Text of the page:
This week, Julia Lane from New York University will be presenting, “Wrapping it up in a person: Tracing flows from funded research into the economy using linked administrative records.” The co-authorship list includes: Nikolas Zolas, Nathan Goldschlag, Ron Jarmin, Paula Stephan, Jason Owen Smith, Rebecca Rosen, Barbara McFadden Allen, Bruce Weinberg and Julia Lane. The presentation will begin at 12:10pm in 330 Cheit. There is no paper, but here is the abstract:
In evaluating research investments, it is important to establish whether the expertise gained by researchers in conducting their projects propagates into the broader economy. For eight universities, it was possible to combine data from the U.S. Bureau of the Census with data from the UMETRICS project, which provided administrative records on funded research. The analysis covers 2010-2012 earnings and placement outcomes of people receiving doctorates in 2009-2011. More than 40% of supported doctorate recipients, both federally and non-federally funded, enter industry and, when they do, they disproportionately get jobs at large and high wage establishments in high tech and professional service industries. While PhD recipients spread nationally, there is also geographic clustering in employment near the universities that trained and employed the researchers. We also show large differences across fields in placement outcomes.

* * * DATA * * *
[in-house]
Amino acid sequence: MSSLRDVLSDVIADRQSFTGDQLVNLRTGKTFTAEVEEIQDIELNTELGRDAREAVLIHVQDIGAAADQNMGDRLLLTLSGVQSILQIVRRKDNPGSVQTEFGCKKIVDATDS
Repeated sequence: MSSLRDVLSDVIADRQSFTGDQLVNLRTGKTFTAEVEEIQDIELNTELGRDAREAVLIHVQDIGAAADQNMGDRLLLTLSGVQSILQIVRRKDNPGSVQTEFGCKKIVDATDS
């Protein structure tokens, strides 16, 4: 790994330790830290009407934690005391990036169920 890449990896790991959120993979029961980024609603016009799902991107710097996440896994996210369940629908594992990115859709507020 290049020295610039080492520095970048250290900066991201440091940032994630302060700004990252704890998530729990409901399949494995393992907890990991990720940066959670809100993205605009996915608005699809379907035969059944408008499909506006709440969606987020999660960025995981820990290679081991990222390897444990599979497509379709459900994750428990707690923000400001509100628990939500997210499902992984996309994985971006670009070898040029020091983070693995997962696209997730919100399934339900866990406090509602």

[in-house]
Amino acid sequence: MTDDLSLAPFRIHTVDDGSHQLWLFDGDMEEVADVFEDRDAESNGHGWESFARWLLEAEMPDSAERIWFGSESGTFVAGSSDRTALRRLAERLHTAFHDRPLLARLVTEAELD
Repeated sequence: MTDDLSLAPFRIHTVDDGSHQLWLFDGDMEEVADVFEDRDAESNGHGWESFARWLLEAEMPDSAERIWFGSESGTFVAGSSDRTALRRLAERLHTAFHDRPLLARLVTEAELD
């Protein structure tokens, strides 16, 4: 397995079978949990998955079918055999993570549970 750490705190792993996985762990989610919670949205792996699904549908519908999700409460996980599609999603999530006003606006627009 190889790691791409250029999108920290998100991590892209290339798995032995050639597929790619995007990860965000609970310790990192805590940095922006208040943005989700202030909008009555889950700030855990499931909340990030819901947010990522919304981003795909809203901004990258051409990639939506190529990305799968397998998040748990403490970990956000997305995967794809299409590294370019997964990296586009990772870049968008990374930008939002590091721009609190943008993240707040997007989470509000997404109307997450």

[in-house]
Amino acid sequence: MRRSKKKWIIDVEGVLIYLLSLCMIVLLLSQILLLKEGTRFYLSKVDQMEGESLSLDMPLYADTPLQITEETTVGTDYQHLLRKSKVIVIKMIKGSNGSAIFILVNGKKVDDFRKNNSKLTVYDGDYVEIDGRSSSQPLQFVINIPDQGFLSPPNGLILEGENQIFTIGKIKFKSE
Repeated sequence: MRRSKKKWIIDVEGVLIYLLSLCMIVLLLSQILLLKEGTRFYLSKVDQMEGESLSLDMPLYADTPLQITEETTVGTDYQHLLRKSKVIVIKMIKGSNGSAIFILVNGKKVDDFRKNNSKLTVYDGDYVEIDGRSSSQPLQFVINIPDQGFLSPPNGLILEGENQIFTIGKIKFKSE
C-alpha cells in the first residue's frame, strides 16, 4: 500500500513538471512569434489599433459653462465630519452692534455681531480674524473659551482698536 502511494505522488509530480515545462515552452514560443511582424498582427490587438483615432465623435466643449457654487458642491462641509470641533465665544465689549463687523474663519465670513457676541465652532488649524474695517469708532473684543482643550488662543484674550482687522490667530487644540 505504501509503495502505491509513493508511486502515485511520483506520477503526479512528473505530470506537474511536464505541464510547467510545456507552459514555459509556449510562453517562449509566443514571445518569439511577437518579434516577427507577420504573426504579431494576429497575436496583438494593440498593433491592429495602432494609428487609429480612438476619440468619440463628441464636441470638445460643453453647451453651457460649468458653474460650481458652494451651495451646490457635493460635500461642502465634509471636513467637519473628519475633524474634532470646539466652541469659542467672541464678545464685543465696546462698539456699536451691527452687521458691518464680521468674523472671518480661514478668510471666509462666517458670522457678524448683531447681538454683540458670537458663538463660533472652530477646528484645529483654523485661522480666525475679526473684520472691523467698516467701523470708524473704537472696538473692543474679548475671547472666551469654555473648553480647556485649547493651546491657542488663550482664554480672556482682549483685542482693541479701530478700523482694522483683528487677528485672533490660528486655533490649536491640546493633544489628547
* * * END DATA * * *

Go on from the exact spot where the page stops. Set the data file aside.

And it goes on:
The doctoral reading for this week will focus on Ben Jones, with his 2014 American Economic Review on human capital and working paper on the reverse Matthew effect. He’ll be joining us via Skype at 2:30.
Last week Sam Arts and I presented our work on switching fields, identified off of the Michigan change in non-compete laws. Gary Dushnitsky also presented work demonstrating that stronger IP laws in a country could counteract entrepreneurial over-optimism.